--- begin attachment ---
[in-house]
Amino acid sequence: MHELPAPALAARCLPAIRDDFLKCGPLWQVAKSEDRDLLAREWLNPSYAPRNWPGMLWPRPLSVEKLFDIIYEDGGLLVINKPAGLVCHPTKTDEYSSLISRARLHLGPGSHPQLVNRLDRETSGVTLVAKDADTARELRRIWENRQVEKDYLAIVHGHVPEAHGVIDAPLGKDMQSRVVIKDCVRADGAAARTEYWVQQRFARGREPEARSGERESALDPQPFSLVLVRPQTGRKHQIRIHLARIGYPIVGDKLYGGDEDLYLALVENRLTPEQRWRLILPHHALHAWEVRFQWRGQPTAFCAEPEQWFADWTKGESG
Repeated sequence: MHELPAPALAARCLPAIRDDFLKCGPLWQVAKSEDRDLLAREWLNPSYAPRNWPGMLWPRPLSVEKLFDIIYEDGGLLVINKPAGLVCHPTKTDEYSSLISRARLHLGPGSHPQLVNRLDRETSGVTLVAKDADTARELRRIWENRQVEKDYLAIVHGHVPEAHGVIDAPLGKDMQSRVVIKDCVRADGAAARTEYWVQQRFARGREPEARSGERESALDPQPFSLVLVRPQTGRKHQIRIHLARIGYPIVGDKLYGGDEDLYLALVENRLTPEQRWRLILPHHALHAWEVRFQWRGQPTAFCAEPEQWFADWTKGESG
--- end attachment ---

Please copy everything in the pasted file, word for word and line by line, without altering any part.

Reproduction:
[in-house]
Amino acid sequence: MHELPAPALAARCLPAIRDDFLKCGPLWQVAKSEDRDLLAREWLNPSYAPRNWPGMLWPRPLSVEKLFDIIYEDGGLLVINKPAGLVCHPTKTDEYSSLISRARLHLGPGSHPQLVNRLDRETSGVTLVAKDADTARELRRIWENRQVEKDYLAIVHGHVPEAHGVIDAPLGKDMQSRVVIKDCVRADGAAARTEYWVQQRFARGREPEARSGERESALDPQPFSLVLVRPQTGRKHQIRIHLARIGYPIVGDKLYGGDEDLYLALVENRLTPEQRWRLILPHHALHAWEVRFQWRGQPTAFCAEPEQWFADWTKGESG
Repeated sequence: MHELPAPALAARCLPAIRDDFLKCGPLWQVAKSEDRDLLAREWLNPSYAPRNWPGMLWPRPLSVEKLFDIIYEDGGLLVINKPAGLVCHPTKTDEYSSLISRARLHLGPGSHPQLVNRLDRETSGVTLVAKDADTARELRRIWENRQVEKDYLAIVHGHVPEAHGVIDAPLGKDMQSRVVIKDCVRADGAAARTEYWVQQRFARGREPEARSGERESALDPQPFSLVLVRPQTGRKHQIRIHLARIGYPIVGDKLYGGDEDLYLALVENRLTPEQRWRLILPHHALHAWEVRFQWRGQPTAFCAEPEQWFADWTKGESG